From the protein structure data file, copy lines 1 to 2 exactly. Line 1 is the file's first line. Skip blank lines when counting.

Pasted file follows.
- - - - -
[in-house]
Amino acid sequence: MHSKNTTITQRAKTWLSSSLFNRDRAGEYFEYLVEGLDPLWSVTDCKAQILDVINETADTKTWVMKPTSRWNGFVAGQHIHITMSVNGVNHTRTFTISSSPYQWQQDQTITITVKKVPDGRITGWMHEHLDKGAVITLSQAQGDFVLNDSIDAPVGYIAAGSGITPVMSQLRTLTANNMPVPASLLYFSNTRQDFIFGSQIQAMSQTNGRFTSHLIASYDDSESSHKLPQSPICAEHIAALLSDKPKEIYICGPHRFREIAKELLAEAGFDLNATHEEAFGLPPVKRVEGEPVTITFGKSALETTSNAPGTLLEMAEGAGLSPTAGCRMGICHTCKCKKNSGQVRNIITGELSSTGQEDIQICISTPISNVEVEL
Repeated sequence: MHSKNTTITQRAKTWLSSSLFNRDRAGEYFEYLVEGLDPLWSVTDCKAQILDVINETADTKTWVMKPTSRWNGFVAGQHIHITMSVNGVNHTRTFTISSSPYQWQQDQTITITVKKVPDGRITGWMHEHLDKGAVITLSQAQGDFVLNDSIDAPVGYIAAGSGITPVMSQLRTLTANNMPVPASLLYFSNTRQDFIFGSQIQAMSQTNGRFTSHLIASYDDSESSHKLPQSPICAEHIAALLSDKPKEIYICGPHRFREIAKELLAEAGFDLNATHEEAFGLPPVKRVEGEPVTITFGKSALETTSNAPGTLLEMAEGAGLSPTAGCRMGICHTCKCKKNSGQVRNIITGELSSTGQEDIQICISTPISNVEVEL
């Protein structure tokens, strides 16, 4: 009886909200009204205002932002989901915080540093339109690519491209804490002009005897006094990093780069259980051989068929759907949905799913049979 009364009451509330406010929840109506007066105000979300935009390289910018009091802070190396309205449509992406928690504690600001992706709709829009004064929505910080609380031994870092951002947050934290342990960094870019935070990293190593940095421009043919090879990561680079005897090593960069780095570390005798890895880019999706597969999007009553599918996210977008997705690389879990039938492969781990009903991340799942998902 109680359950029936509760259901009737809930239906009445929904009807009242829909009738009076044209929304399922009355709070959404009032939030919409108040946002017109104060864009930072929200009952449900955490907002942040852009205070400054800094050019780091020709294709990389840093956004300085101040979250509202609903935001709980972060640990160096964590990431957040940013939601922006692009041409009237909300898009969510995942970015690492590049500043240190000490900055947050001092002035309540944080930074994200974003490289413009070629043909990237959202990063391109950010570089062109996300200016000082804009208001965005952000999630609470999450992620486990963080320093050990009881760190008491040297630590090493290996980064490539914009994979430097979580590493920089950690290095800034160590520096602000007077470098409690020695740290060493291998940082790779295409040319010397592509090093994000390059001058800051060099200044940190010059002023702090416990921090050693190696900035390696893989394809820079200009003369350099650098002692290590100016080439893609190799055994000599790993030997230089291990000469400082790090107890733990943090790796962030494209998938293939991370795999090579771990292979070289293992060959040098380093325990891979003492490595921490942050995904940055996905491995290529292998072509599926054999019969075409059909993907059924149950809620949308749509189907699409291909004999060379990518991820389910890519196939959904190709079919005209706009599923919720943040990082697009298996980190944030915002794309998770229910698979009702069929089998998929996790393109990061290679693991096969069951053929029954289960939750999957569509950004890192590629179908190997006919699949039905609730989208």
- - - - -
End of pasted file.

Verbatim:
[in-house]
Amino acid sequence: MHSKNTTITQRAKTWLSSSLFNRDRAGEYFEYLVEGLDPLWSVTDCKAQILDVINETADTKTWVMKPTSRWNGFVAGQHIHITMSVNGVNHTRTFTISSSPYQWQQDQTITITVKKVPDGRITGWMHEHLDKGAVITLSQAQGDFVLNDSIDAPVGYIAAGSGITPVMSQLRTLTANNMPVPASLLYFSNTRQDFIFGSQIQAMSQTNGRFTSHLIASYDDSESSHKLPQSPICAEHIAALLSDKPKEIYICGPHRFREIAKELLAEAGFDLNATHEEAFGLPPVKRVEGEPVTITFGKSALETTSNAPGTLLEMAEGAGLSPTAGCRMGICHTCKCKKNSGQVRNIITGELSSTGQEDIQICISTPISNVEVEL